An Insider’s Look Into How Secondary Marketing Evaluates LOs

In this webinar we’ll explore the long-term financial impacts of renegotiations, extensions and fallouts, plus basic guidelines to be viewed as a professional by your secondary marketing department

HousingWire Annual Virtual Summit

Sessions from HousingWire Annual 2021 are going to be virtually streamed on October 25. Register now for FREE to tune into what housing industry leaders had to say this year!

How Freddie Mac is addressing affordable housing challenges

Freddie Mac is focused on addressing limited access to credit, housing inequalities, creation and preservation of affordable housing supply and advancement of homeownership education.

A NAR board member tells (almost) all

For this week’s Houses in Motion, a miniseries that is part of HousingWire Daily, we spoke with Lisa Dunn about the pressing issues in real estate, including disclosure of agent commission.

MortgageReal Estate Recession won’t create “fire sale” for housing

Next contraction will be kinder, gentler than 2008

A recession is coming. The only question is when. The current expansion, which turned 10 years old last month, is already twice as long as the average U.S. economic growth period, according to the National Bureau of Economic Research

About 2% of economists, strategists, academics, and policymakers believe a recession will start this year, said, based on a survey of more than 200 members of NBER. Meanwhile, nearly 40% believe one will begin in 2020, while 25% anticipate one starting in 2021. Fourteen percent expect it won't materialize until after 2021. Economists typically define a recession as a contraction in gross domestic product for at least two consecutive quarters.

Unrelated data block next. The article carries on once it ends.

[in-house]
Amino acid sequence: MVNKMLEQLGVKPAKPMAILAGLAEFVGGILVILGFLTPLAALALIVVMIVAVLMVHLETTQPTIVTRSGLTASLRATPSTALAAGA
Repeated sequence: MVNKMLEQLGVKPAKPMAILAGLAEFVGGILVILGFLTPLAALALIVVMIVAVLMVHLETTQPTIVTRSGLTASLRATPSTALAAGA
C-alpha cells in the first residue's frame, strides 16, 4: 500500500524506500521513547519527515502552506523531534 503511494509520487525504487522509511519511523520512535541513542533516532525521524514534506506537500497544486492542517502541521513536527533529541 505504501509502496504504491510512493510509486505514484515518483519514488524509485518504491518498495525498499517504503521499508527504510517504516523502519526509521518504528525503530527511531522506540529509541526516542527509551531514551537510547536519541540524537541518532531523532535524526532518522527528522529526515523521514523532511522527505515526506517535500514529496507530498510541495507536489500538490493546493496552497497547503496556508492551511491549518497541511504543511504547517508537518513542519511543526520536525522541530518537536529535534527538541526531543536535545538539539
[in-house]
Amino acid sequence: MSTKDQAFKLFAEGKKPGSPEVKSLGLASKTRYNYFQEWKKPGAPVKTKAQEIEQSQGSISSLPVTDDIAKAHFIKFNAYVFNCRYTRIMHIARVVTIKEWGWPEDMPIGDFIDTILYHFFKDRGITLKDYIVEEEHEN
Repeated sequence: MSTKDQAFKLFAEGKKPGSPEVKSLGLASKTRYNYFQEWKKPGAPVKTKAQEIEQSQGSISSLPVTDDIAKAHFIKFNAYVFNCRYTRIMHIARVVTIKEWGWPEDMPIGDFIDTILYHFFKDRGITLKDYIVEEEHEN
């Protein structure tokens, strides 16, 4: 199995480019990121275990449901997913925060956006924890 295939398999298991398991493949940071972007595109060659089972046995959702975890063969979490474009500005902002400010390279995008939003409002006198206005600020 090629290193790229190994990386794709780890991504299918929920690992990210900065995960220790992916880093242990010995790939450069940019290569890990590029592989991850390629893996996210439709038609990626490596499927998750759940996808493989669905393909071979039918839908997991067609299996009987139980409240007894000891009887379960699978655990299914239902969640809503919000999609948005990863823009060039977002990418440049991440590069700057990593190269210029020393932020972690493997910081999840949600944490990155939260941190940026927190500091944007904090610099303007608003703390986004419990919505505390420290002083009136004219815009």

“Although the R-word may be a trigger for those who remember—or even experienced—the mass layoffs, scores of foreclosures, and plummeting home prices of the last downtown, folks shouldn't panic just yet,” the article said. “And they shouldn't expect another real estate fire sale.”

In the last downturn, people who had risky loans such as “exploding ARMs,” mortgages with rates that could quadruple after an introductory period, went into foreclosure when home prices stopped going up and they couldn’t refinance into safer loans. A spike in foreclosures devalued subprime mortgage bonds, leading to a banking crisis and the collapse of Wall Street icons such as Bear Stearns and Lehman Brothers

"This is going to be a much shorter recession than the last one," said George Ratiu,’s senior economist. "I don't think the next recession will be a repeat of 2008.” 

One reason a housing slowdown won’t lead to a spike in foreclosures is: Lending regulations were tightened after the housing bust spurred the foreclosure crisis, so today’s owners are more qualified, said.

"This time we won’t have bad mortgages, just people who are losing jobs," Lawrence Yun, National Association of Realtors chief economist said.

Another help will be the record amount of equity Americans have in their homes, said. 

“That means homeowners who lose their job and are unable to make their monthly mortgage payments are much more likely to put their property on the market instead of going into foreclosure,” said.

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3d rendering of a row of luxury townhouses along a street

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